By contributing writer Mollie Griminger. Originally published in KidSpirit's God issue. In her essay for the Global Beat, Mollie reflected on whether people with different conceptions of God could live together peacefully, using her community as an example.
Since I moved to my quiet neighborhood in Bethesda, Maryland, three years ago, it's become clear to me that having conceptions of God different from other people doesn't change the neighborly values of hospitality, community, and friendliness. Every family on my street is religiously unique in their own way. In my immediate neighborhood, there are practicing Jews, Christians, and Muslims, all with different conceptions of God. However, despite these differences, what we celebrate is our commonality.
Our neighbors of different religious persuasions all live peacefully together because we share the values of friendship and showing kindness to others. For example, during the snowstorms that buried the mid-Atlantic in 2010, a Muslim family spent hours helping out others by shoveling out the driveways of the elderly, and using their SUV to help take people to the hospital in the deep snow. And when the mother of that family was having surgery, we invited them over for dinner. The neighborhood also exhibits as much hospitality as they can to others, reminding all their guests that "my home is your home."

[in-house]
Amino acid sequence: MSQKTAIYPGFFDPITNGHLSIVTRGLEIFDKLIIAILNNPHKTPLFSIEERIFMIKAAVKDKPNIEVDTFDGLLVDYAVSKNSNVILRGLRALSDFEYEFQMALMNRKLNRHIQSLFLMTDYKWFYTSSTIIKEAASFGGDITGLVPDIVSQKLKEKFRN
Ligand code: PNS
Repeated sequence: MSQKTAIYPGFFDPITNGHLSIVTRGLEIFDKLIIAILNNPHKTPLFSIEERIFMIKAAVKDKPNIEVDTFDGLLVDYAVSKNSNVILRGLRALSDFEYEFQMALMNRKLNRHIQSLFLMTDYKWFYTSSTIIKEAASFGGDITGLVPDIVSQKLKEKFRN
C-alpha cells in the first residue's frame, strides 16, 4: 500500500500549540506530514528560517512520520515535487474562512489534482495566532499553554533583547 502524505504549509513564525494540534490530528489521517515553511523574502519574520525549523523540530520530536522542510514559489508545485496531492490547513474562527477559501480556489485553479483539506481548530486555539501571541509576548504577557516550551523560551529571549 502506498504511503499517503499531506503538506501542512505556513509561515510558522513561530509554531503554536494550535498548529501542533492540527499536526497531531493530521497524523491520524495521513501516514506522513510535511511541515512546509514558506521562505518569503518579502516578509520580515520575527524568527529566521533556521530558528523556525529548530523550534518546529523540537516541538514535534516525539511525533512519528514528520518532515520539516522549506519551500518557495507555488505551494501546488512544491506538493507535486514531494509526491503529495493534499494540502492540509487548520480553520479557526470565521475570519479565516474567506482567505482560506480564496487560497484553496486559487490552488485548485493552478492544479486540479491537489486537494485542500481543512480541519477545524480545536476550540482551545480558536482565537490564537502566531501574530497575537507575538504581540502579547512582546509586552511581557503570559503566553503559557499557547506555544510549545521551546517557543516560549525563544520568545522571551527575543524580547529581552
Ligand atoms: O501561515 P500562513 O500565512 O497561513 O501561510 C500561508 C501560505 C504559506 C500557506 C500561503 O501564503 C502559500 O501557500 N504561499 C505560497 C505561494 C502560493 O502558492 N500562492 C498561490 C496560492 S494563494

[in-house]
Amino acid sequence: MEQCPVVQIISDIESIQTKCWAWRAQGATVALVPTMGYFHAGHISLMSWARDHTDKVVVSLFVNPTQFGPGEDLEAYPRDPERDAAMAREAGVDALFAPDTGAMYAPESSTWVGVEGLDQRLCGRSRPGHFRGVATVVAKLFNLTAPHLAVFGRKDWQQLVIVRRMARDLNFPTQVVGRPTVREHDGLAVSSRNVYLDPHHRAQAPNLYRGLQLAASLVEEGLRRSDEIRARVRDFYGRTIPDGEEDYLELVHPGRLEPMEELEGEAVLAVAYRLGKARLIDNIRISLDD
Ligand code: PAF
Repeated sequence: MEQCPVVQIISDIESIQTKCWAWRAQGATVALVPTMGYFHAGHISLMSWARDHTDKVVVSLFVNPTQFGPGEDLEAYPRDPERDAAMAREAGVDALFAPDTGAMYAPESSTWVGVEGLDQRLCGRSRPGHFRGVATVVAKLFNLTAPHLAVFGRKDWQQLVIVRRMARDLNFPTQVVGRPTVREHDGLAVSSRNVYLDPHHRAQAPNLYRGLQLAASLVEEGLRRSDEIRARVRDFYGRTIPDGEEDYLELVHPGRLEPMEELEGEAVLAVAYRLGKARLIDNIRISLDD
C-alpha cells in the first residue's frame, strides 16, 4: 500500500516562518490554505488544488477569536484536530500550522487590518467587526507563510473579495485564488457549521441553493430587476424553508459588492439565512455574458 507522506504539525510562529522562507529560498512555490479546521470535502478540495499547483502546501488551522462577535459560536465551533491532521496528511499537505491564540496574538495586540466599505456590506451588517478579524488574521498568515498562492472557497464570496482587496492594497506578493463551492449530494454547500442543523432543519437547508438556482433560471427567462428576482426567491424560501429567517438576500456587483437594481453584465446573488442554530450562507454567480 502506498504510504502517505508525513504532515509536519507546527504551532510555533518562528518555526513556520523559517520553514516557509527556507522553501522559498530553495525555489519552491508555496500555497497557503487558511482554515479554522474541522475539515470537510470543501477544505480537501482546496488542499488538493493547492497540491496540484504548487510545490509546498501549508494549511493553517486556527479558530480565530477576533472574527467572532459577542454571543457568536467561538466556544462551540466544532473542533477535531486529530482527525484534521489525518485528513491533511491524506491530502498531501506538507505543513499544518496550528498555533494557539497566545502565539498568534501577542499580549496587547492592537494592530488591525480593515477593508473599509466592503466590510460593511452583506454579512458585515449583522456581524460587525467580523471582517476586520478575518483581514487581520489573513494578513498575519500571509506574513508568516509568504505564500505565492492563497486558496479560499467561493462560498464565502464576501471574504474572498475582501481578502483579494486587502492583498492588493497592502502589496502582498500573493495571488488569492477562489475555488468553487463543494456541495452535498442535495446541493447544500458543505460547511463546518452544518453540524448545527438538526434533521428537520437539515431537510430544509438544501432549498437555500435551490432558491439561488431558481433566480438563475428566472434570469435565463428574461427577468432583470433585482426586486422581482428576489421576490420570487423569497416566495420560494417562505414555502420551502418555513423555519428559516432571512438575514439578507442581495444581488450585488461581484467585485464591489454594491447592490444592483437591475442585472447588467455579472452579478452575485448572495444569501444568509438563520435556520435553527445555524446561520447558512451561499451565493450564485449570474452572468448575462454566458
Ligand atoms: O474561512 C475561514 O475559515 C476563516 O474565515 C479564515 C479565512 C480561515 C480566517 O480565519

In addition, the differing religious faiths in our neighborhood aren't ignored. Instead, they're celebrated. Everyone on the block is always interested in learning about another household's customs. For example, each year, during the Jewish holiday of Sukkot my family sets up the Sukkah (a specific type of large, rectangular structure in which we eat for the entirety of the holiday) and invites our closest families on the block to join us for a meal. None of them hesitate to experience this unique aspect of Jewish culture, not only because they're fascinated, but also because of the opportunity to sit down and have a conversation with their neighbors.
Although an important identification of a person and their family, conceptions of God are eclipsed by the neighborly values of hospitality and openness in a community.
When she wrote this, Mollie Griminger was 13 years old.